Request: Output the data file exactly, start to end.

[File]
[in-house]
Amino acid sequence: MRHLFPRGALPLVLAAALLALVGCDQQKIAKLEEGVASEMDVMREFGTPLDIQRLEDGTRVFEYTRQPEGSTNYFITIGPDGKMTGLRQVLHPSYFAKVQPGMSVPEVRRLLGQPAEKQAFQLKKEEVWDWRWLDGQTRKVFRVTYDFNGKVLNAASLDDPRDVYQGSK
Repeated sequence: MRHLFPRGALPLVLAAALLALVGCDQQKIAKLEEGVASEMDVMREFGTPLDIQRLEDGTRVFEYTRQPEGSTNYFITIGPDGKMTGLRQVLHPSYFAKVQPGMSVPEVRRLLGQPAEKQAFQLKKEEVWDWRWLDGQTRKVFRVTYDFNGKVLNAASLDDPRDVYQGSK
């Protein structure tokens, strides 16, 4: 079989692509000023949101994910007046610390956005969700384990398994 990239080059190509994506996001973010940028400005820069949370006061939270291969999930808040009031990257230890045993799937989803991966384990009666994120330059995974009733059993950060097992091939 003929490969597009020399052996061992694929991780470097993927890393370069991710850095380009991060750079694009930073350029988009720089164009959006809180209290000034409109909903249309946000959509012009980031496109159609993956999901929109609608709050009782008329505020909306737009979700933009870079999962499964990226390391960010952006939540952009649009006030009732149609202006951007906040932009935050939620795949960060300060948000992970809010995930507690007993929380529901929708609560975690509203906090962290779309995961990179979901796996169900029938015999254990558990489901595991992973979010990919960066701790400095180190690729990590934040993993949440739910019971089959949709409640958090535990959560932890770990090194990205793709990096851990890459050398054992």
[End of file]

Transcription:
[in-house]
Amino acid sequence: MRHLFPRGALPLVLAAALLALVGCDQQKIAKLEEGVASEMDVMREFGTPLDIQRLEDGTRVFEYTRQPEGSTNYFITIGPDGKMTGLRQVLHPSYFAKVQPGMSVPEVRRLLGQPAEKQAFQLKKEEVWDWRWLDGQTRKVFRVTYDFNGKVLNAASLDDPRDVYQGSK
Repeated sequence: MRHLFPRGALPLVLAAALLALVGCDQQKIAKLEEGVASEMDVMREFGTPLDIQRLEDGTRVFEYTRQPEGSTNYFITIGPDGKMTGLRQVLHPSYFAKVQPGMSVPEVRRLLGQPAEKQAFQLKKEEVWDWRWLDGQTRKVFRVTYDFNGKVLNAASLDDPRDVYQGSK
């Protein structure tokens, strides 16, 4: 079989692509000023949101994910007046610390956005969700384990398994 990239080059190509994506996001973010940028400005820069949370006061939270291969999930808040009031990257230890045993799937989803991966384990009666994120330059995974009733059993950060097992091939 003929490969597009020399052996061992694929991780470097993927890393370069991710850095380009991060750079694009930073350029988009720089164009959006809180209290000034409109909903249309946000959509012009980031496109159609993956999901929109609608709050009782008329505020909306737009979700933009870079999962499964990226390391960010952006939540952009649009006030009732149609202006951007906040932009935050939620795949960060300060948000992970809010995930507690007993929380529901929708609560975690509203906090962290779309995961990179979901796996169900029938015999254990558990489901595991992973979010990919960066701790400095180190690729990590934040993993949440739910019971089959949709409640958090535990959560932890770990090194990205793709990096851990890459050398054992």